Associated links
NIMS article

Mikiko Tanifuji | ResearchSEA
Further information:
http://www.researchsea.com

More articles from Materials Sciences:

nachricht An innovative high-performance material: biofibers made from green lacewing silk
20.01.2017 | Fraunhofer-Institut für Angewandte Polymerforschung IAP

nachricht Treated carbon pulls radioactive elements from water
20.01.2017 | Rice University

All articles from Materials Sciences >>>

The most recent press releases about innovation >>>

Die letzten 5 Focus-News des innovations-reports im Überblick:

Im Focus: Traffic jam in empty space

New success for Konstanz physicists in studying the quantum vacuum

An important step towards a completely new experimental access to quantum physics has been made at University of Konstanz. The team of scientists headed by...

Im Focus: How gut bacteria can make us ill

HZI researchers decipher infection mechanisms of Yersinia and immune responses of the host

Yersiniae cause severe intestinal infections. Studies using Yersinia pseudotuberculosis as a model organism aim to elucidate the infection mechanisms of these...

Im Focus: Interfacial Superconductivity: Magnetic and superconducting order revealed simultaneously

Researchers from the University of Hamburg in Germany, in collaboration with colleagues from the University of Aarhus in Denmark, have synthesized a new superconducting material by growing a few layers of an antiferromagnetic transition-metal chalcogenide on a bismuth-based topological insulator, both being non-superconducting materials.

While superconductivity and magnetism are generally believed to be mutually exclusive, surprisingly, in this new material, superconducting correlations...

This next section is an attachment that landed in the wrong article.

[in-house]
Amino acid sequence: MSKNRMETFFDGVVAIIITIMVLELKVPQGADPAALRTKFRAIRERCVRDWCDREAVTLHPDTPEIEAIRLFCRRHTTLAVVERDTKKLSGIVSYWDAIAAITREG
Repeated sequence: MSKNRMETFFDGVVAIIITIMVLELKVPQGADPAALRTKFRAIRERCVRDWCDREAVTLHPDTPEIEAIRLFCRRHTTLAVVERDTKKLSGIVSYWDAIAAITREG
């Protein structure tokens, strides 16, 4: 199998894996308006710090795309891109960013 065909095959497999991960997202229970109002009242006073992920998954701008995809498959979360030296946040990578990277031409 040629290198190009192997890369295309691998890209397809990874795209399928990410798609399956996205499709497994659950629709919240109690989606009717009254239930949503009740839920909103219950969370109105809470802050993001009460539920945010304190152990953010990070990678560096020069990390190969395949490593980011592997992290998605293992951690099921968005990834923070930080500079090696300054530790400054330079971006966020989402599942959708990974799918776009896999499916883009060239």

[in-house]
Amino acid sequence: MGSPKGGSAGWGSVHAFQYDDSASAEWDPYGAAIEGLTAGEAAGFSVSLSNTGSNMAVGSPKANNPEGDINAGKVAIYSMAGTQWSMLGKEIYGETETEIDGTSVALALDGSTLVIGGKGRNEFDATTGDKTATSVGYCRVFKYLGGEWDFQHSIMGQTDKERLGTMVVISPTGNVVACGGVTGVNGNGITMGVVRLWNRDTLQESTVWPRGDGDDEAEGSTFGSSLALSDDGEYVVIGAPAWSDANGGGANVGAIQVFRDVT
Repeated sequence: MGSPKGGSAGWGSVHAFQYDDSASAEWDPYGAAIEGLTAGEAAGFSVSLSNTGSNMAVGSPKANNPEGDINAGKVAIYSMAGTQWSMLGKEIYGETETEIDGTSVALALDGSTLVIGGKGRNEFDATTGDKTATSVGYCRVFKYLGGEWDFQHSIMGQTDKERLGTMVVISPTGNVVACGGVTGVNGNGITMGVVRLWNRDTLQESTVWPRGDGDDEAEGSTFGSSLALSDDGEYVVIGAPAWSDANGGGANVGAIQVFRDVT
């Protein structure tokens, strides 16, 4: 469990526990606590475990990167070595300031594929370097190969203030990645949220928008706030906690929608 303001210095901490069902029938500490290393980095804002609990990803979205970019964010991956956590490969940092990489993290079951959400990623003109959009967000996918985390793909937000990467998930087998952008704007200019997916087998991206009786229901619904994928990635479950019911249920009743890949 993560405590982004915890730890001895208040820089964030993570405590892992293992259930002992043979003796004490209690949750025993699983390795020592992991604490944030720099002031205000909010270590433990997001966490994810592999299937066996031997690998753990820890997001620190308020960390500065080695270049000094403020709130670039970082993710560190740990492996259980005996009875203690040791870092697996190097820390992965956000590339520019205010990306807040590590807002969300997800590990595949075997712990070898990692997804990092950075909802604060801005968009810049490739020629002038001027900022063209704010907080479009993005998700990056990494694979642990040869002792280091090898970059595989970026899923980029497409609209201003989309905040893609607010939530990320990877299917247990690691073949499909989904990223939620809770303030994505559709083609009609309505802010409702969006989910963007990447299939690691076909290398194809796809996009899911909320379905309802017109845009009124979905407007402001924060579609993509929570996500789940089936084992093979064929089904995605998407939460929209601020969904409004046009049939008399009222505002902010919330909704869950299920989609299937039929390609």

Im Focus: Studying fundamental particles in materials

Laser-driving of semimetals allows creating novel quasiparticle states within condensed matter systems and switching between different states on ultrafast time scales

Studying properties of fundamental particles in condensed matter systems is a promising approach to quantum field theory. Quasiparticles offer the opportunity...

Im Focus: Designing Architecture with Solar Building Envelopes

Among the general public, solar thermal energy is currently associated with dark blue, rectangular collectors on building roofs. Technologies are needed for aesthetically high quality architecture which offer the architect more room for manoeuvre when it comes to low- and plus-energy buildings. With the “ArKol” project, researchers at Fraunhofer ISE together with partners are currently developing two façade collectors for solar thermal energy generation, which permit a high degree of design flexibility: a strip collector for opaque façade sections and a solar thermal blind for transparent sections. The current state of the two developments will be presented at the BAU 2017 trade fair.

As part of the “ArKol – development of architecturally highly integrated façade collectors with heat pipes” project, Fraunhofer ISE together with its partners...

All Focus news of the innovation-report >>>

Anzeige

Anzeige

Event News

Sustainable Water use in Agriculture in Eastern Europe and Central Asia

19.01.2017 | Event News

12V, 48V, high-voltage – trends in E/E automotive architecture

10.01.2017 | Event News

2nd Conference on Non-Textual Information on 10 and 11 May 2017 in Hannover

09.01.2017 | Event News

 
Latest News

Helmholtz International Fellow Award for Sarah Amalia Teichmann

20.01.2017 | Awards Funding

An innovative high-performance material: biofibers made from green lacewing silk

20.01.2017 | Materials Sciences

Ion treatments for cardiac arrhythmia — Non-invasive alternative to catheter-based surgery

20.01.2017 | Life Sciences

VideoLinks
B2B-VideoLinks
More VideoLinks >>>